Belaying: Harness Loop Or Rope Loop?

First and foremost, if you are tied in with the rope, it is always preferable to belay from the rope loop.

However we dont always tie in (indoors, sports) and there are sometimes exceptions.

Let’s look more into this below, from the point of view of the belayer and the leader.

Indoor climbing/Single Pitch Sports climbing/Bottom Roping

There is no need for the belayer to tie in with the rope, so belaying directly from your harness loop is the obvious and safe thing to do.

Be sure to regularly check the stitching and quality of your harness loop for wear and tear and signs of degradation and retire harnesses when they become unsuitable for use.

Bottom rope belaying direct from harness loop

You would expect the bolts/chains/anchors to be of solid quality in these instances and its of little relevance to factor in shock absorbancy on the system.

Just make sure to always tie a knot in the end of the rope or to a rope bag to prevent the rope from pulling through the belay device, there are numerous recorded instances of this occurring every year, causing serious accidents.

Single Pitch Trad Climbing

Belayer/second: Its a strong personal preference of mine that the belayer/second always ties in from the start and belays off their rope loop in this scenario. This is for two main reasons:

  • Shock absorbancy: If the leader was to fall, belaying from the rope loop will give a little more shock absorbancy under loading. While you would expect the paid out rope to dissipate most of the forces created by the fall, in my opinion, on trad gear, every extra bit of shock absorbancy is wanted. Reducing forces on our leader placed trad gear is generally a good thing.
  • Preventing incidents: On a few occasions I have seen the belayer not tie in, belay from the harness loop and the leader pull up all of the slack rope through the placed gear when safe. Perhaps unnoticed by the second as they put on their shoes. This isn’t a massive issue if the climb is straight up vertical, where the rope can be lowered back down to the belayer, but this can lead to placed gear being left behind. Mainly this becomes an issue when the route traverses or zig zags. Getting the rope back to the second and ensuring they are safe en route would be quite difficult and could lead to them taking a wild swing or even decking out.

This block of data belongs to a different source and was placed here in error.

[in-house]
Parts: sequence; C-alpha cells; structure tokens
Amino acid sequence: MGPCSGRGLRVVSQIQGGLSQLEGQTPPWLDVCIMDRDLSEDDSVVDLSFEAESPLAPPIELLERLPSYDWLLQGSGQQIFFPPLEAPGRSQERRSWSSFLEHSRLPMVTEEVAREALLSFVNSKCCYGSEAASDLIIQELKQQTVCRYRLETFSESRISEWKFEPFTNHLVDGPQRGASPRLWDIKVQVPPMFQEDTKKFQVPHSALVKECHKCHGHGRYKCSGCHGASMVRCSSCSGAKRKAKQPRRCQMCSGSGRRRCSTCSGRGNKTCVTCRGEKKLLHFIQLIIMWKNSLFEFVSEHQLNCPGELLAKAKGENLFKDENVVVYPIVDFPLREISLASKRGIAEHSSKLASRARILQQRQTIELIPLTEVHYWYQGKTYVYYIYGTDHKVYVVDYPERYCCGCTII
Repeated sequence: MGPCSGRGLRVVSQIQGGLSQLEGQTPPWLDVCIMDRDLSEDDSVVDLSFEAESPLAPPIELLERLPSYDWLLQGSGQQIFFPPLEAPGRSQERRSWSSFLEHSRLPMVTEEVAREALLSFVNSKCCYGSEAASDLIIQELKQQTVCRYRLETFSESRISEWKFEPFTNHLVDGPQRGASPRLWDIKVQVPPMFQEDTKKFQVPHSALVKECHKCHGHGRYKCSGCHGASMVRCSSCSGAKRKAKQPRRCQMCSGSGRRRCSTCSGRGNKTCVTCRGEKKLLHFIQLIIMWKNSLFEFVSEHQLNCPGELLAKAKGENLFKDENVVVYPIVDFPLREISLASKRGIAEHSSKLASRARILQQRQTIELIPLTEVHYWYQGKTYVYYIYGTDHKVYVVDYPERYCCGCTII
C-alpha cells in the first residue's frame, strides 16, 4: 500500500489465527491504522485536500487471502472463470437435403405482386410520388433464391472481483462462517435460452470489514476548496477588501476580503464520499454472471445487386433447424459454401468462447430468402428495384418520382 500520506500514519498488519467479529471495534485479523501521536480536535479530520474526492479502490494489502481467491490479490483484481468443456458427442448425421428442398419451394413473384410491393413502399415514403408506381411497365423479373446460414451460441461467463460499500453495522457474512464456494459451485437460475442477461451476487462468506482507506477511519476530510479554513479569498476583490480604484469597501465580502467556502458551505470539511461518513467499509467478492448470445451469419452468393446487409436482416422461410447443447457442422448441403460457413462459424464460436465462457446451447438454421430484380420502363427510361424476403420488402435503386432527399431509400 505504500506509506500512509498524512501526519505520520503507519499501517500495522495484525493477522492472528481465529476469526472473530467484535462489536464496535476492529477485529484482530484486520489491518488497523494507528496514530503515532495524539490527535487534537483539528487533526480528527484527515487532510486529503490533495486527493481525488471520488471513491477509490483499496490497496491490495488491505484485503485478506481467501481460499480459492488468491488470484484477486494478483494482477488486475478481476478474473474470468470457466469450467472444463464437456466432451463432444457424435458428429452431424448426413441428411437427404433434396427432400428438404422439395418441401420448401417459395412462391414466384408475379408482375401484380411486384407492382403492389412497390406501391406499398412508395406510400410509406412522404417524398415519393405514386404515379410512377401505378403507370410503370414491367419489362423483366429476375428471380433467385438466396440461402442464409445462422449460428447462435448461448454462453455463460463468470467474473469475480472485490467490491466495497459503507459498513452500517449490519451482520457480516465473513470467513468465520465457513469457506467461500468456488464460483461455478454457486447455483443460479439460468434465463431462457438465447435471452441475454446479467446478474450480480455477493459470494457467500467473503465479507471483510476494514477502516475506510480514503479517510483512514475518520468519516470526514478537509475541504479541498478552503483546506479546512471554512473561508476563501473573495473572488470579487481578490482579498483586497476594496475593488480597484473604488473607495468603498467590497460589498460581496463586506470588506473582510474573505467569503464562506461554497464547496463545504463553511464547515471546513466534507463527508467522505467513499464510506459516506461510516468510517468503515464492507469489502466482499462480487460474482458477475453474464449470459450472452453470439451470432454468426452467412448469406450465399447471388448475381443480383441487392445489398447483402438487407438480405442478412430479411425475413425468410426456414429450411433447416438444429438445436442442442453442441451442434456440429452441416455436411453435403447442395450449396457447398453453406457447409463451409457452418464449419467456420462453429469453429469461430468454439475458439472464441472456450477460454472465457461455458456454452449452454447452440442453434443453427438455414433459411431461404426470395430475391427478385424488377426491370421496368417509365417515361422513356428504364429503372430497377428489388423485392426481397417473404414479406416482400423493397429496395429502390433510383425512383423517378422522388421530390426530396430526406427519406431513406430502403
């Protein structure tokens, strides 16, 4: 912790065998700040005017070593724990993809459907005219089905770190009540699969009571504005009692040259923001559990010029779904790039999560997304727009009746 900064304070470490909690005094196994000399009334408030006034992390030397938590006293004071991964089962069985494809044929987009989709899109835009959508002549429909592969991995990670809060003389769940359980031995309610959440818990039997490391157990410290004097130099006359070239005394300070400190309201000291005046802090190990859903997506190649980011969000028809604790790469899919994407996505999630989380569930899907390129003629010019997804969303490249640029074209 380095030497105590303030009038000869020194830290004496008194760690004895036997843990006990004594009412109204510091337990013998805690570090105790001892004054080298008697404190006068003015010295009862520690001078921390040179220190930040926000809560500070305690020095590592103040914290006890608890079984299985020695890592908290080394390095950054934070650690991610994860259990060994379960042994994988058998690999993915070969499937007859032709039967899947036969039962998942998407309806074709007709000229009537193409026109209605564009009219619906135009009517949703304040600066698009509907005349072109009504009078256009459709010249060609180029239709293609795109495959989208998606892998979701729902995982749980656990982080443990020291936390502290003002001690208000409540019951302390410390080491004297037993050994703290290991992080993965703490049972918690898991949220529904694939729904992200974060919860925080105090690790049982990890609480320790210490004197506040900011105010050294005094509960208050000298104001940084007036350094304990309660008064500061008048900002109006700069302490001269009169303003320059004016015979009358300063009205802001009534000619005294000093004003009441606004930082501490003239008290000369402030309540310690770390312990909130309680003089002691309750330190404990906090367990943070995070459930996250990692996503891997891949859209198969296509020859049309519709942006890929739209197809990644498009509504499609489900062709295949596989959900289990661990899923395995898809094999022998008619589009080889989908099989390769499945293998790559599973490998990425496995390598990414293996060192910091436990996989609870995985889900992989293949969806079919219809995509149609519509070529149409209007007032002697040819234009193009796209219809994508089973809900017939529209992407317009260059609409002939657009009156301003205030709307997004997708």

Lead climber: Fundamentally, its safe for the leader to pick either option. Should a second fall the comfortable option is the most sought after and that is why we would belay off the rope loop.

Leader belaying from rope loop

The forces of a seconds fall on our body while belaying from the harness loop can be very unpleasant.

We dont really have to think in terms of shock absorbancy for the anchor system here, as in most scenarios the leader will have had time and space to make good anchor choices.

This might be different in Areas of poor rock quality. The last two times I belayed my second off my harness loop were at Murroughkilly and Oughtdarra. Both are areas where the rock is extremely friable and anchors are complex to build. In this instance I belayed off the harness loop as I want my body to be the first shock-absorber, then the rope system.

Mulitpitch Trad/Sport Climbing

Belayer/second: for the same reasons as above I would expect them to belay off the rope loop while on trad multipitch routes. Either option is safe for sports climbing multipitches, but the rope loop is again the preferable option. For incident prevention I would expect the belayer to be tied in from the very start.

Lead climber: While sports climbing its likely that there will be bolted anchors at stances and that you would belay directly off them, so this really isn’t an issue here unless you suspected your bolts to be compromised.

Compromised bolted anchor

Trad climbing throws up a few choices though. If you have placed multiple bomber anchors and are swinging leads, I would preferably do as a single pitch leader would and belay off the rope loop.

If you weren’t swinging leads and the anchors were bomber, id either belay off the rope loop or more probably build a sling based system and belay directly from that.

But sometimes on a trad multipitch your anchor doesnt make you warm and fuzzy, so as a leader you would belay your second from the harness loop. It might be uncomfortable if your second falls, but it might just be the difference in your anchor holding or being compromised.

Rusty Pegs and small wires? Maybe an occasion for a harness loop belay.

Every scenario is different and the above are general rules I try and follow as much as possible, but its also worth saying there are always times when breaking the rules is appropriate for the scenario, experience or further training will tell you when.

I hope the above info is useful. If you would like to discuss any aspect further, please get in touch and Id be happy to chat.